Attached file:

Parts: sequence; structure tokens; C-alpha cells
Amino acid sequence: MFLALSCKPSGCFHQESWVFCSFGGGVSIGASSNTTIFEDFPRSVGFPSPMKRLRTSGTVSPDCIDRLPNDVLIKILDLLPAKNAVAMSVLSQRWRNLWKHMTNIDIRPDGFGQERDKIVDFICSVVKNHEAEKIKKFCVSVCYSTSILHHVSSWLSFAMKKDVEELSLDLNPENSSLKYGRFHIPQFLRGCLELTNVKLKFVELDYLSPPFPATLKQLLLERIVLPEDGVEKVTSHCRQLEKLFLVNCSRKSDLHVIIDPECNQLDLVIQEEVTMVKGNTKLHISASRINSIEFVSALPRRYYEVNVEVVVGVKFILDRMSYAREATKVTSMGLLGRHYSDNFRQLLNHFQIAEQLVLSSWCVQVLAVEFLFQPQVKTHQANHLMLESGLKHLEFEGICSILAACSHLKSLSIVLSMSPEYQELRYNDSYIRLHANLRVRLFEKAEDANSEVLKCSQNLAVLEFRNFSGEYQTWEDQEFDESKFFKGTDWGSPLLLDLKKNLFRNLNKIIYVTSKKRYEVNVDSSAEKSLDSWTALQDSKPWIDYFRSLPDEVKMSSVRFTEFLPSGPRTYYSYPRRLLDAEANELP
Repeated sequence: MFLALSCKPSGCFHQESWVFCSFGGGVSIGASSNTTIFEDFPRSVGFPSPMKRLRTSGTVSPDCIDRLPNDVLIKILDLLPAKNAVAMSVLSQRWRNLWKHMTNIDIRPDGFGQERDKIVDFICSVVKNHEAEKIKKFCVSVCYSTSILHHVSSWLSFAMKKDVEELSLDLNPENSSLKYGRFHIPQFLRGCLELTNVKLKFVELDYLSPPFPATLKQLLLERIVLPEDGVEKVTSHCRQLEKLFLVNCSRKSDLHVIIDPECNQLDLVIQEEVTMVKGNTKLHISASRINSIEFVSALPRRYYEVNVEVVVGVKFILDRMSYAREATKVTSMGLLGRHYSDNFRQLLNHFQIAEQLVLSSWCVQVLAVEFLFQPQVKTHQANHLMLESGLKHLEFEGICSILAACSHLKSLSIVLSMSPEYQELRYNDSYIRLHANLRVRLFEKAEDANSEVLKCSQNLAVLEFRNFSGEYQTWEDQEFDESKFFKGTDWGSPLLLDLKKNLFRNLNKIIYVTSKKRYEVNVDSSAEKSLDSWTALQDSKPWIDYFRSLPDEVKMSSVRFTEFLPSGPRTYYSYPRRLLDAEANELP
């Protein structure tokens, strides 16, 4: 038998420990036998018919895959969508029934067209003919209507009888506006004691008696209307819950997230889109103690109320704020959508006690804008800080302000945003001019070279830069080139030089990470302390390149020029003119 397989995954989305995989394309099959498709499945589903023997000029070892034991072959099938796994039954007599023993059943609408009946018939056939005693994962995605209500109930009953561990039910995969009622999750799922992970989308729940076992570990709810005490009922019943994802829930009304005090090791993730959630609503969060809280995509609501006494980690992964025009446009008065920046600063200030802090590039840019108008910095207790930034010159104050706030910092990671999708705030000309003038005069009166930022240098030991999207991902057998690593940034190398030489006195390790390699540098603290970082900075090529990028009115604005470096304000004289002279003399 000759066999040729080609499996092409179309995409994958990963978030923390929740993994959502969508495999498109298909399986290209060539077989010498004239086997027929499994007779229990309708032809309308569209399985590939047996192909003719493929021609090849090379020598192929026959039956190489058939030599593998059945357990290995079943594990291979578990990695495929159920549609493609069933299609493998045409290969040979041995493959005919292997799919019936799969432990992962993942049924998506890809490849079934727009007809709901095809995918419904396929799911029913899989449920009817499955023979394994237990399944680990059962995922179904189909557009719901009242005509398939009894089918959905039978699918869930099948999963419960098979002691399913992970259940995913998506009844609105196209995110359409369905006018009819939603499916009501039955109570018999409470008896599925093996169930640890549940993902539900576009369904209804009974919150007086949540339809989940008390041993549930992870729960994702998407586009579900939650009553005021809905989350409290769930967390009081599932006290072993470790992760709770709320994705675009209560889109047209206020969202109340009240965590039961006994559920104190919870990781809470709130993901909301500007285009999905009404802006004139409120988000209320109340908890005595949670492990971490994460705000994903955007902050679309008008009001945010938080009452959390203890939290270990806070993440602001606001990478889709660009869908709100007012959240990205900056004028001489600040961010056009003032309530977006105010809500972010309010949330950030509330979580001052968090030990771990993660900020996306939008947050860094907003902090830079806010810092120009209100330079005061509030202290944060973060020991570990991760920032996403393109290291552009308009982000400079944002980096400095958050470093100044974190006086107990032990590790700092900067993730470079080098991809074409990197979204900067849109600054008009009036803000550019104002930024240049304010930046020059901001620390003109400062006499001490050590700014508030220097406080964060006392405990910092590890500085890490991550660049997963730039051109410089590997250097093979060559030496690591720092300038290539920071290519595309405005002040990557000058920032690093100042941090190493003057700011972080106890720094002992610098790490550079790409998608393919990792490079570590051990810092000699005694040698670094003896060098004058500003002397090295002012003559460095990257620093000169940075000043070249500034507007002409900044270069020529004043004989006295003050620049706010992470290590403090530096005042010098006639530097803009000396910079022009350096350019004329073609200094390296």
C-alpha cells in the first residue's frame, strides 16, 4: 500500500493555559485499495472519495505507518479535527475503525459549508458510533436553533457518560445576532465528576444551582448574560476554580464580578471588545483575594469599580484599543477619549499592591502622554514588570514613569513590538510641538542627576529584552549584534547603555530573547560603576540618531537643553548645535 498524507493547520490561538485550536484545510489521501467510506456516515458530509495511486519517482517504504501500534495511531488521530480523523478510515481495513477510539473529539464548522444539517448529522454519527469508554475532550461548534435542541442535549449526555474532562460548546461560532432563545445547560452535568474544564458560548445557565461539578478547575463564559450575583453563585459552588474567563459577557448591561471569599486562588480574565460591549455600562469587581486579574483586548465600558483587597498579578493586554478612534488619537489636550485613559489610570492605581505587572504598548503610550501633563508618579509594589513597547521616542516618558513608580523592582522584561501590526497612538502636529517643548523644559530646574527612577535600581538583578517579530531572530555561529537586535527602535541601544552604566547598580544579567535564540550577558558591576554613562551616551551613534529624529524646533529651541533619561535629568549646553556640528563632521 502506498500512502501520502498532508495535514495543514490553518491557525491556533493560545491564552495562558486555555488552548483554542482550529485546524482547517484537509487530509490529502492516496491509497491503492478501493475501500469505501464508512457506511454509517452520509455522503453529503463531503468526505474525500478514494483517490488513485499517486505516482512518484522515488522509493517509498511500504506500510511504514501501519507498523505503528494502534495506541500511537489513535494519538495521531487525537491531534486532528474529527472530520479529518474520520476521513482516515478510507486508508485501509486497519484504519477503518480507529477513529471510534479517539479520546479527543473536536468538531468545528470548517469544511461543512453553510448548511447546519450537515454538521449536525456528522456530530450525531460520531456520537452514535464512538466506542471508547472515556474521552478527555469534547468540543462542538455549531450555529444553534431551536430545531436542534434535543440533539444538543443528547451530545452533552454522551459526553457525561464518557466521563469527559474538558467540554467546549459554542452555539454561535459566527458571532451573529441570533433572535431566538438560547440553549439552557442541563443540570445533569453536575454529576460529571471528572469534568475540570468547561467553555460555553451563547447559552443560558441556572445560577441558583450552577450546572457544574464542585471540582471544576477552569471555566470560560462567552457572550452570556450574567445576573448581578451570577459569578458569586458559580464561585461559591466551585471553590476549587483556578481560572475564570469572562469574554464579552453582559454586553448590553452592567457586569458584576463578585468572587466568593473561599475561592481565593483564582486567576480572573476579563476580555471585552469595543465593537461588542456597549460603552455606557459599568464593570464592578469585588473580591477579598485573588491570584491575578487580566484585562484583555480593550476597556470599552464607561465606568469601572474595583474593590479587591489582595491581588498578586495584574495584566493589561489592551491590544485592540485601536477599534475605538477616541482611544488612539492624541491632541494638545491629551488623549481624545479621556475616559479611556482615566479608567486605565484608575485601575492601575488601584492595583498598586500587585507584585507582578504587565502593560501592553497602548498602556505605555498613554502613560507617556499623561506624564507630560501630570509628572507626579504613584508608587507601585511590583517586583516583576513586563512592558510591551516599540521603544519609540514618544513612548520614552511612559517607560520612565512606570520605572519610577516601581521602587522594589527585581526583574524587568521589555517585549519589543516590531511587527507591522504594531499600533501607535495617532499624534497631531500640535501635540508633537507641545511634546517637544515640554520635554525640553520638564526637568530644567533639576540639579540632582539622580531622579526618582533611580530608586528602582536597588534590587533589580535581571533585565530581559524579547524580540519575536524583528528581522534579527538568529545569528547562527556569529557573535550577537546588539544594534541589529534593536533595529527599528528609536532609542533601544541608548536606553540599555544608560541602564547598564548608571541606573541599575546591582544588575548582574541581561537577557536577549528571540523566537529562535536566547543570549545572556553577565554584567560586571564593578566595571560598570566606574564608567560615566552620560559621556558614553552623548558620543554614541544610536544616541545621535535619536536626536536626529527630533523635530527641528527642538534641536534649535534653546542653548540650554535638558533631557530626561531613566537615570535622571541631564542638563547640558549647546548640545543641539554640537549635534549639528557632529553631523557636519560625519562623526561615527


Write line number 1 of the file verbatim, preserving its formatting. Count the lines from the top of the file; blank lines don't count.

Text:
Parts: sequence; structure tokens; C-alpha cells